Posts Tagged ‘Huynh Cong Ut’

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The Role of Photography in Society

December 30, 2008

By Bruno Zabaglio


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"The Disembarkation at Marseilles" by Peter Paul Rubens, 1622-1625

Before the invention of photography, circa 1840, the production of visual imagery was the monopoly of few individuals who possessed the ability to reproduce (by hand) pictures; those people were known as artists.  With the invention of a mechanical instrument capable to reproduce reality not once, but many times over, a new era was born for the role of images in society.

Besides being a tool for recording personal moments in someone’s life, photography has become an extraordinary tool for advertising, news reporting, science, politics, and many form of entertainment. Photography has also entered the field of fine art.
Photographs influence what we buy and where we buy it, let us experience visually events near our homes as well on the other side of the world and outside this world, help scientists discover new theories, politicians gain our support, and are the visual base for personal and social economic communication.

Kate Moss in a Gucci ad

Kate Moss in a Gucci ad

The world of advertising bombards us with pictures of beautiful and sensual people pretending to use a specific brand of shampoo or underwear or soft drink with the hope that we the consumers, consciously or unconsciously, will buy it.  Photographs have become the middle man between manufacturers and consumers.

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Huynh Cong (Nick) Ut, Vietnam Napalm, Trang Bang (1972)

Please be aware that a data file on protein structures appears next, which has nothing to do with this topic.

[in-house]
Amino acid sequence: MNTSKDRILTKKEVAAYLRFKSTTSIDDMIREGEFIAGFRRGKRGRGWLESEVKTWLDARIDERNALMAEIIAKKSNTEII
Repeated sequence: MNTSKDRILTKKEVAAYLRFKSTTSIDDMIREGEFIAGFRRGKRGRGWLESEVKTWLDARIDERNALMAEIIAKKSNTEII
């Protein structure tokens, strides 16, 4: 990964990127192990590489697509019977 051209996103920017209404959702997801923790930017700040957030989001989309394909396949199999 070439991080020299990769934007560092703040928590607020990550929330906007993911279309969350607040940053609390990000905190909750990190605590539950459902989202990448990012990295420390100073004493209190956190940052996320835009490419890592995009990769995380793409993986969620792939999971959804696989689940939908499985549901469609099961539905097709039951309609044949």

In the news business photo reporting has been a powerful tool for the mass population to feel the impact of events far away such as the atrocities of war, destruction from natural disasters, and, as on September 11th, 2001, terrorist attacks.  Photographs of dreadful events have changed history.  As an example a famous photograph taken by Huynh Cong Ut in 1972, picturing children running down a road after their village was attacked during the Vietnam War, became a symbol for the international movement against the war.  Pictures of the planes hitting the Twin Towers and the picture of the people throwing themselves off the top of the towers hoping to survive were shown all over the globe and will always bring back the memories of how stunned we all were when it occurred.

World Trade Center, New York, Sept. 11, 2001 (NBC News)

World Trade Center, New York, Sept. 11, 2001

Those kinds of photographs aren’t just a visual recording of an event; they become the event in our memories.
In politics photographs usually become a way to emphasize how honest and trustworthy a particular candidate is (smiling and next to his or her nice looking family) and how dishonest and uncaring the opponent is (usually portrayed with a smirk on their face and nowhere near any family members).  The photographs have generally taken the place of the old-fashioned door to door encounter and hand shaking.
In art, because photography has a definite relationship with painting, there was at the beginning a shifting around of many painters becoming photographers or starting to utilize photography as a tool in their painting process.  By the start of the nineteen century the new media had gained a place in the field of visual arts.  Professional photographers, besides shooting a portrait or a wedding, many times capture images that convey more than an event.  Their photographs capture and communicate an emotion to the viewer.